Being in two minds and confusing ourselves

How would you describe this picture you see now?

Whatever it is, there is at least one more image in there. Some people pick up one, and others see something quite different.  Few see two at the same time. Several of us get confused.

What we see is NOT what we get

The point is that our ‘two siblings’ and our internal wiring do not work perfectly together. Our different ‘parts’ have got a lot to do and we can react very fast!

There is a cost; not only can we catch diseases, but we create problems for ourselves by seeking meaning that is not easy to find. We ‘confabulate’ – that is, fill in the missing data. This leads us to accept the first ‘meaning’ that emerges. We can jump to conclusions.

We can compound this tendency by sticking with a pattern once we have found it and long after it would be wiser to let it go. As a country, the UK has found this in the recent public health crisis when the government found it difficult to adapt to the very different characteristics of the Covid strains. We tended to hang on to a strategy once it is set in train. It proves difficult to change our minds and our practices.  That can lead us up a cul-de-sac. I’ve a few of them in my illustrations of the scenic route to change.

In Transactional Analysis (TA), this life pattern is labelled a Script.  The Script shapes the journey we take in our life, as though there were no alternative routes or destinations available to us.

So, looking at the image above is yet another experiment and it can lead to rather different outcomes for different people. If your life depended on getting it right, assuming we knew what ‘right’ was, then this could prove to be a unsafe experiment!

This is just one of an infinite number of judgements humans make everyday. Too often we assume that what we are seeing and hearing is ‘right’. As the years go by, and we get older, I know from experience that those judgements become more complex. Taking in information becomes more vulnerable to error.

A float-back safe experiment

EXPERIMENT: float back in time, maybe helped by your road map developed on another page. Find just one occasion when you realised, later on, that you had made a mistake. Choose a mistake that was not too serious; but big enough for you to feel something – and for it to have had an impact on later events. I have noted – on my scenic route illustration  –  that I have had victories that turned into defeats, and defeats that turned into victories.

Note down a summary of the incident, and the outcomes from it. Note down the ‘cost’ to you of any error(s). Consider how that mistake came about. If you find it arose from the actions of others, then put it down and find another event. Visit the page on Locus of Control for more information if this happens.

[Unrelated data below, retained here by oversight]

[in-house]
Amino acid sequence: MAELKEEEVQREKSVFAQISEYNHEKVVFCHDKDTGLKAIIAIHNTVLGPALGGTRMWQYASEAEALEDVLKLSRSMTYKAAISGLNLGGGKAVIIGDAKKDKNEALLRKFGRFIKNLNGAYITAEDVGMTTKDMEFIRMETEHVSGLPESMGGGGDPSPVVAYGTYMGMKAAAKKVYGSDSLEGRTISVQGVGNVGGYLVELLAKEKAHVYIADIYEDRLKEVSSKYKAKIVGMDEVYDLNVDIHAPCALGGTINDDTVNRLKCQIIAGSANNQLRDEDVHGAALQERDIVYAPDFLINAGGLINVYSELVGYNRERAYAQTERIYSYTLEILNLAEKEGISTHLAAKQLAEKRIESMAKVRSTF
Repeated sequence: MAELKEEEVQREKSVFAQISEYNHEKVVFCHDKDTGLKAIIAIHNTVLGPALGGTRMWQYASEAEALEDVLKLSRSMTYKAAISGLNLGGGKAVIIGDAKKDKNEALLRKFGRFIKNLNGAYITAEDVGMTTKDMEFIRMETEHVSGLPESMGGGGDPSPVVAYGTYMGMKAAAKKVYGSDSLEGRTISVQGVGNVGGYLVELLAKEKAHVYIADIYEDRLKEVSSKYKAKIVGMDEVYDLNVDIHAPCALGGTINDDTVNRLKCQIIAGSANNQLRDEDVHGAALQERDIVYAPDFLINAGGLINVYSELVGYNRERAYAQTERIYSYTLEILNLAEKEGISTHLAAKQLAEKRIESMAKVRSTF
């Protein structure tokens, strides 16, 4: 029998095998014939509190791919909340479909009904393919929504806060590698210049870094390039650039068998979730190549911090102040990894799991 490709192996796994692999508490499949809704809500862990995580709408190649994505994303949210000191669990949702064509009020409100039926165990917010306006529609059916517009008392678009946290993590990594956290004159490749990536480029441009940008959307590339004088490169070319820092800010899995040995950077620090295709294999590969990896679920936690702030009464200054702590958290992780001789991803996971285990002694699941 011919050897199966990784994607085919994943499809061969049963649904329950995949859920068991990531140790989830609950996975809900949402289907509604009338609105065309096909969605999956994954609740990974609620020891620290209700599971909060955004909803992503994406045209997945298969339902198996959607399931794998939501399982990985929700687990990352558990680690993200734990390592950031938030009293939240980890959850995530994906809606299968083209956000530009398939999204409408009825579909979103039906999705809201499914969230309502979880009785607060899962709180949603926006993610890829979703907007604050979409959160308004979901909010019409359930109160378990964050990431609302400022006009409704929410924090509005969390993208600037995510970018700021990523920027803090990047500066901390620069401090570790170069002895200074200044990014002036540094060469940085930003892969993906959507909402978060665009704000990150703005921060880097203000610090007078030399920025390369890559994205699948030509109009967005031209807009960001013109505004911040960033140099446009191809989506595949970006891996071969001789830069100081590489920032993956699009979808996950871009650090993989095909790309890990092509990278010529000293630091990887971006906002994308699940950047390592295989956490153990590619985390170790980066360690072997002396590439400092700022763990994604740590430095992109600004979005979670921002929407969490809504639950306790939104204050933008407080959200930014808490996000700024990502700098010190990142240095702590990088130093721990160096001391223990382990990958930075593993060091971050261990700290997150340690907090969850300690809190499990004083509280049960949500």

Find an error arising from your own actions or beliefs. Locate something that made you inclined to make that error.

What was it about you that led you one way, and might have led some-one else to a different result?

As you review your information, consider what might have been the stressors facing you then. The illustration, below, may be of assistance. As with other safe experiments, it can be useful to compare the picture that emerges from the past with the picture around for you now. This may help identify patterns of reactions in your behaviour over several years.

You can develop this even further by looking a little ahead in time. You may be able to write up something just a little bit different that can be done to avoid a similar result.

Moving on to a Life Planning experiment

Can this earlier experiment be worked into another safe experiment with a broader aim?

A general rule I have observed is that the earlier in our life-time that we lead ourselves up the garden path, the greater the impact of that event.  The shadow cast is long and dark as this SWedish proverb highlights.

More recent errors can, sometimes, be put right more easily. They can cast a shorter shadow over our existence. There are obvious exceptions to this, especially when we reach a cross-roads in our life,  but the rule is helpful as it explains why therapy, in general, can be so concerned with our early years and the impact of our early relationships with people who cared for us.

You can return to the welcome page, here, or scan down the extensive list of pages, below, to follow any other  line of enquiry that raises your curiosity.